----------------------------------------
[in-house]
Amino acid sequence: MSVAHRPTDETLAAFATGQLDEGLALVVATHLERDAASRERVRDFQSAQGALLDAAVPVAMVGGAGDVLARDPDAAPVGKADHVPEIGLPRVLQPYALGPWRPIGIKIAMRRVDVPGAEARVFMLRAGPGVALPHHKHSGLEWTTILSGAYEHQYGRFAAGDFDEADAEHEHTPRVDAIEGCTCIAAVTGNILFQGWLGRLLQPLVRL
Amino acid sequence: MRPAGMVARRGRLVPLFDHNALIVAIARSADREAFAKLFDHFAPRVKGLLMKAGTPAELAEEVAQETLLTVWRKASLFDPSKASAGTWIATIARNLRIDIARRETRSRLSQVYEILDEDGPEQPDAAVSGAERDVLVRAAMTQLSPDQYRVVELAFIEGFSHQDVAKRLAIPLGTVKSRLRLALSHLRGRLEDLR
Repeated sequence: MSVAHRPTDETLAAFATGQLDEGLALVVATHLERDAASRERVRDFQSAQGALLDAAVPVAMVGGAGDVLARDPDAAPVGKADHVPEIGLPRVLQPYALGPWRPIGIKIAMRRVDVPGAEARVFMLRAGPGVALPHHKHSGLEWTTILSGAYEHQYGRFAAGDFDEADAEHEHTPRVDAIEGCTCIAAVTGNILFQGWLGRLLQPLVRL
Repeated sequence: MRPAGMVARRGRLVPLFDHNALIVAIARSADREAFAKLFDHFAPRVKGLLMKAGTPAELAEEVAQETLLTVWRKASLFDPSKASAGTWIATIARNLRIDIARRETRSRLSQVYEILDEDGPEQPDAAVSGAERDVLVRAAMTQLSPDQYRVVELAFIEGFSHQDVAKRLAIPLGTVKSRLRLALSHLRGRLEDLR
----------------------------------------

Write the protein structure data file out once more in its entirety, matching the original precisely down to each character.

[in-house]
Amino acid sequence: MSVAHRPTDETLAAFATGQLDEGLALVVATHLERDAASRERVRDFQSAQGALLDAAVPVAMVGGAGDVLARDPDAAPVGKADHVPEIGLPRVLQPYALGPWRPIGIKIAMRRVDVPGAEARVFMLRAGPGVALPHHKHSGLEWTTILSGAYEHQYGRFAAGDFDEADAEHEHTPRVDAIEGCTCIAAVTGNILFQGWLGRLLQPLVRL
Amino acid sequence: MRPAGMVARRGRLVPLFDHNALIVAIARSADREAFAKLFDHFAPRVKGLLMKAGTPAELAEEVAQETLLTVWRKASLFDPSKASAGTWIATIARNLRIDIARRETRSRLSQVYEILDEDGPEQPDAAVSGAERDVLVRAAMTQLSPDQYRVVELAFIEGFSHQDVAKRLAIPLGTVKSRLRLALSHLRGRLEDLR
Repeated sequence: MSVAHRPTDETLAAFATGQLDEGLALVVATHLERDAASRERVRDFQSAQGALLDAAVPVAMVGGAGDVLARDPDAAPVGKADHVPEIGLPRVLQPYALGPWRPIGIKIAMRRVDVPGAEARVFMLRAGPGVALPHHKHSGLEWTTILSGAYEHQYGRFAAGDFDEADAEHEHTPRVDAIEGCTCIAAVTGNILFQGWLGRLLQPLVRL
Repeated sequence: MRPAGMVARRGRLVPLFDHNALIVAIARSADREAFAKLFDHFAPRVKGLLMKAGTPAELAEEVAQETLLTVWRKASLFDPSKASAGTWIATIARNLRIDIARRETRSRLSQVYEILDEDGPEQPDAAVSGAERDVLVRAAMTQLSPDQYRVVELAFIEGFSHQDVAKRLAIPLGTVKSRLRLALSHLRGRLEDLR